Buy Now Pay Later Loan Prepaid Payment Instruments Under RBI Investigation

The Reserve Bank of India’s (RBI) is said to be investigating “buy now pay later” (BNPL) services and prepaid payment instruments (PPIs) such as wallets.

The central bank is concerned that PPIs are loaded through credit lines as this could create systemic risk. New age financial players have used lines of credit from banks and non-bank financial firms (NBFCs) to charge customers’ wallets. The central bank appears to be concerned that adequate due diligence may not be taking place while the PPIs are being loaded.

The RBI, they emphasized, encourages innovation but should not be based on regulatory arbitrage.

Persons familiar with the matter point out that the RBI does not object to PPIs being loaded with debit card, cash, bank statements, as it believes the entity needs a license to provide a line of credit. to offer. Because fintechs are not licensed to borrow, they do not operate within the legal framework, according to the central bank. The individuals also said there are some concerns about data security and privacy because customer ownership is not always clear.

Earlier this week, the central bank issued a circular banning non-banking institutions or fintech companies from loading credit lines on PPIs, warning them of heavy fines if they continue to offer such services. The move came after a number of fintech firms began using lines of credit from banks or NBFCs to fill consumers’ wallets.

The directive is expected to affect the business models of a growing number of fintech companies, including Slice, PayU’s LazyPay and KreditBee.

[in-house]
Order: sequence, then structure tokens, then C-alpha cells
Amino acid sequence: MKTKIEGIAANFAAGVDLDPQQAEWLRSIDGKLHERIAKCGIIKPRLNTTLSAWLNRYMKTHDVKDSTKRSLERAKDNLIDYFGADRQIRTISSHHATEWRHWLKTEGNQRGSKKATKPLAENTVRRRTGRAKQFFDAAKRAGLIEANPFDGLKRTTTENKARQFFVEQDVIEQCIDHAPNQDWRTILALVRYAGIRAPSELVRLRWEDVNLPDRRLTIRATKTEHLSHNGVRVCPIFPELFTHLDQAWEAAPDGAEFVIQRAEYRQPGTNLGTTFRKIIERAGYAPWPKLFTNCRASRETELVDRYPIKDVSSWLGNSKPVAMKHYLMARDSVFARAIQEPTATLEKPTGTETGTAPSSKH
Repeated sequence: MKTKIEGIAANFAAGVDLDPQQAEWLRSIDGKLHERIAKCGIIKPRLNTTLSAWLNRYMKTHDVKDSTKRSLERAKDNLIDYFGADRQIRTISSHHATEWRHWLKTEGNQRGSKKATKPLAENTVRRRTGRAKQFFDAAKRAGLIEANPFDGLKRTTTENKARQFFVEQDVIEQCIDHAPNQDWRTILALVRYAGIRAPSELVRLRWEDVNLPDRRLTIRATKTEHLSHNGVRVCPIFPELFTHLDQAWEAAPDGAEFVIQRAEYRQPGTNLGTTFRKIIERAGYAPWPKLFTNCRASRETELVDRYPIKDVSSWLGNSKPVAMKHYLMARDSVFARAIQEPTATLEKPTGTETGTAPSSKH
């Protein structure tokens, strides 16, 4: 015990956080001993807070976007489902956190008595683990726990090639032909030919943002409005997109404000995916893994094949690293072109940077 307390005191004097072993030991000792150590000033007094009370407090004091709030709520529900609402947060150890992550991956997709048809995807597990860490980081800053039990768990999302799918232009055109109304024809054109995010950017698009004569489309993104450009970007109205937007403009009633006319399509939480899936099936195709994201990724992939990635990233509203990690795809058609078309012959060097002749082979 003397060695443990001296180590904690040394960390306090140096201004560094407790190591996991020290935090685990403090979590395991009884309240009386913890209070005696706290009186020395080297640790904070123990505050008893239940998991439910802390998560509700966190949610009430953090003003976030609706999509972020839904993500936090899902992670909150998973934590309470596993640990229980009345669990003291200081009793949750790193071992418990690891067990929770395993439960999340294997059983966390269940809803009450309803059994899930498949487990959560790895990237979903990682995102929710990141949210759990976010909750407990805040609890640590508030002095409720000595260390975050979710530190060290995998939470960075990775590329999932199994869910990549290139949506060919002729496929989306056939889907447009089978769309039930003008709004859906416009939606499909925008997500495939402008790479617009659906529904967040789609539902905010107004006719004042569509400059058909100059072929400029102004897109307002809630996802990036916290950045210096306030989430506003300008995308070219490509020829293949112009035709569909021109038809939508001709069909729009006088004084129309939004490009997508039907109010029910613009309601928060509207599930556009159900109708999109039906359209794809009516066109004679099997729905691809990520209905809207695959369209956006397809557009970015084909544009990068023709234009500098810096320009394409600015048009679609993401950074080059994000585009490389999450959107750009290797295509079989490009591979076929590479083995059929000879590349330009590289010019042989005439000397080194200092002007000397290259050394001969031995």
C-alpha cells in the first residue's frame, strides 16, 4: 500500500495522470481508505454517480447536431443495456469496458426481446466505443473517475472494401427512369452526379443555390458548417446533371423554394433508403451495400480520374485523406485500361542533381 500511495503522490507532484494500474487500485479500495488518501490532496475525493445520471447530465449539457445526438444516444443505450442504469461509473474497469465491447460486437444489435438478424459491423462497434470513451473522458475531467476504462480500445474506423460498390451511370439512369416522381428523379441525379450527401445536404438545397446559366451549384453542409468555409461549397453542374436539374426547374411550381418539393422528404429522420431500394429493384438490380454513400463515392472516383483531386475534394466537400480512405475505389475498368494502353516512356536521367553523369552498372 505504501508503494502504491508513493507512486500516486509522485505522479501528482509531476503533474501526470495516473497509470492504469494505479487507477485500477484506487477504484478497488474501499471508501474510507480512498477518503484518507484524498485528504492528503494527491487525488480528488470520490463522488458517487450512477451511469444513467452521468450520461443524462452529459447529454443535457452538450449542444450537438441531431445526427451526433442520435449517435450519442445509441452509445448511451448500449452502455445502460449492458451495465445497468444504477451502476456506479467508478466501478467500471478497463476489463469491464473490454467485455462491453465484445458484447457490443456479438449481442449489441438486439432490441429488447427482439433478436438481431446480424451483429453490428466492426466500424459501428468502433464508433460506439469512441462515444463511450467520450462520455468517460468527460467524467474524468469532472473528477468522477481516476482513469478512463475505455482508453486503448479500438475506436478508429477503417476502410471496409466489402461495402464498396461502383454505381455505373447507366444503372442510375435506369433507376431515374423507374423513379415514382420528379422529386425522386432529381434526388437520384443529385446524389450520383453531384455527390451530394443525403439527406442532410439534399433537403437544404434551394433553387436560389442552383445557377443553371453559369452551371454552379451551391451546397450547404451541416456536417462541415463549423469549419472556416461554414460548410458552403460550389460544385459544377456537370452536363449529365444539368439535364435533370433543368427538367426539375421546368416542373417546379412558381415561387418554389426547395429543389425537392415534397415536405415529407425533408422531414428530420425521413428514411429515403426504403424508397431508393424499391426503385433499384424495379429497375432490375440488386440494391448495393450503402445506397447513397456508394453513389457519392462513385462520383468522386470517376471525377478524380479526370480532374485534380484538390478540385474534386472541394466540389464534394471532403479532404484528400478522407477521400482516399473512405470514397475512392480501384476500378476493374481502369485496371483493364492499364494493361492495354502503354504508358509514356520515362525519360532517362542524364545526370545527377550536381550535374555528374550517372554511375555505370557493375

Sources said the central bank believes that financial entities that impersonate banks (by performing certain core functions of banks such as credit disbursements), but are not subject to similarly rigorous standards and licensing requirements, should not do so. This is because if they are allowed to resort to such practices, they will most likely threaten the health of the wider banking system while undermining the customer protection mechanism. Against this background, the RBI has learned to investigate such products.

Meanwhile, sources said some industry players are approaching the RBI to offer them up to a year, through some sort of sunset clause, to stop these schemes that have become popular, especially after the Covid outbreak.

As reported by FE, the fintech lending industry will likely request the RBI to apply a one-year grandfather clause to its new circular, which prohibits the loading of portfolios with lines of credit. The easing, if allowed, would allow lenders with prepaid card-based outstandings to smoothly migrate their existing customers to another mode of credit issuance. Digital Lenders Association of India and Fintech Association for Consumer Empowerment are holding discussions with their members about the communications to be sent to the RBI.

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